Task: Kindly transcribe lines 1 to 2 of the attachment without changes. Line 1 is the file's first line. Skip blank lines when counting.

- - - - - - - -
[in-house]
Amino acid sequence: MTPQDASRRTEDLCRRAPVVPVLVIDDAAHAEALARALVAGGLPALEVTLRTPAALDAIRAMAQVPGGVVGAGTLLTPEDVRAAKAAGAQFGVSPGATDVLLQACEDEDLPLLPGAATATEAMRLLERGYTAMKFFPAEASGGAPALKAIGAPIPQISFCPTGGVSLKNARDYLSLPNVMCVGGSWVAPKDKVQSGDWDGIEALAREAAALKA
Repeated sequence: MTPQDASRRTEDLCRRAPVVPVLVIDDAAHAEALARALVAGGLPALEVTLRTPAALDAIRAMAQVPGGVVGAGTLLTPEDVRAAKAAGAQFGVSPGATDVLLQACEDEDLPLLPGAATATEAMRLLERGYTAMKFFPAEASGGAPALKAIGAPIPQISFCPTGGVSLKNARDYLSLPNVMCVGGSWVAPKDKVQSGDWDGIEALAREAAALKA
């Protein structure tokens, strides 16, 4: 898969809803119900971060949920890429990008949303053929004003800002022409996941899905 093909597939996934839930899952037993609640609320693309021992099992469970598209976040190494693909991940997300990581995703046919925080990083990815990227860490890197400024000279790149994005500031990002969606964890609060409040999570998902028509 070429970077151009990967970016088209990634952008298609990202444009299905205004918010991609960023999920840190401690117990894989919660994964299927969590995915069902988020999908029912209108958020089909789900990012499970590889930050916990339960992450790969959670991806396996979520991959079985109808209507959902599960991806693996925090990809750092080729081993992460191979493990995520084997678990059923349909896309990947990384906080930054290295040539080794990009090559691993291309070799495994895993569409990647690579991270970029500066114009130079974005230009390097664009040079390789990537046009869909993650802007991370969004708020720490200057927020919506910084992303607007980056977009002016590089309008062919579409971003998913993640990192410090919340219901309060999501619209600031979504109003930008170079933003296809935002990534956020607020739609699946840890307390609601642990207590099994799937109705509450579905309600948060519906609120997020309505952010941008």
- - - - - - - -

[in-house]
Amino acid sequence: MTPQDASRRTEDLCRRAPVVPVLVIDDAAHAEALARALVAGGLPALEVTLRTPAALDAIRAMAQVPGGVVGAGTLLTPEDVRAAKAAGAQFGVSPGATDVLLQACEDEDLPLLPGAATATEAMRLLERGYTAMKFFPAEASGGAPALKAIGAPIPQISFCPTGGVSLKNARDYLSLPNVMCVGGSWVAPKDKVQSGDWDGIEALAREAAALKA